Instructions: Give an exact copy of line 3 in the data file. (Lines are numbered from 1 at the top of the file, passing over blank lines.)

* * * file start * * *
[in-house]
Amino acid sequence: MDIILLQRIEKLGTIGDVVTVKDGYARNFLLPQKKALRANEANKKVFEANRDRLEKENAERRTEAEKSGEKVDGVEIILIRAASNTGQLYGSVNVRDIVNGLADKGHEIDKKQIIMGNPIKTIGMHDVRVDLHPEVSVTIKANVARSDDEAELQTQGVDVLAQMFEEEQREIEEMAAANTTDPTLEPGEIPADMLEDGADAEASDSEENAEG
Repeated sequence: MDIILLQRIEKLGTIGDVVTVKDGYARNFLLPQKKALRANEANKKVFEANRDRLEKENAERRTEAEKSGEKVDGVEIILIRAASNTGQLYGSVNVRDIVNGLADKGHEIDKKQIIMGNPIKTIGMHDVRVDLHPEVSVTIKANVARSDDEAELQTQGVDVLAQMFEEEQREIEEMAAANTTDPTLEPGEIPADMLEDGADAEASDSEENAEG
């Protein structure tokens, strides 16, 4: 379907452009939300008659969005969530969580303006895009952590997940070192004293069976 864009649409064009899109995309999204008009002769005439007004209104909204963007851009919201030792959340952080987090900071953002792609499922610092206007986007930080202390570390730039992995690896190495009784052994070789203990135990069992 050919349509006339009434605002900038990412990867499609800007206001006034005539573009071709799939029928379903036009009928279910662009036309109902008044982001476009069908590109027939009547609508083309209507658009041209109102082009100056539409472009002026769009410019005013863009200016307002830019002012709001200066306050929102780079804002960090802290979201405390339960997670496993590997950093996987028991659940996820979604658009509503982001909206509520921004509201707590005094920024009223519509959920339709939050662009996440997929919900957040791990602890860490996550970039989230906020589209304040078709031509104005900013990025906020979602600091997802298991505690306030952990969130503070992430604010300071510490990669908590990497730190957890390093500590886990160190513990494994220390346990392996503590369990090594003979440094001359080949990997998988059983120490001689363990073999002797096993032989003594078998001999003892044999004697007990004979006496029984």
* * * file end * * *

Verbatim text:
Repeated sequence: MDIILLQRIEKLGTIGDVVTVKDGYARNFLLPQKKALRANEANKKVFEANRDRLEKENAERRTEAEKSGEKVDGVEIILIRAASNTGQLYGSVNVRDIVNGLADKGHEIDKKQIIMGNPIKTIGMHDVRVDLHPEVSVTIKANVARSDDEAELQTQGVDVLAQMFEEEQREIEEMAAANTTDPTLEPGEIPADMLEDGADAEASDSEENAEG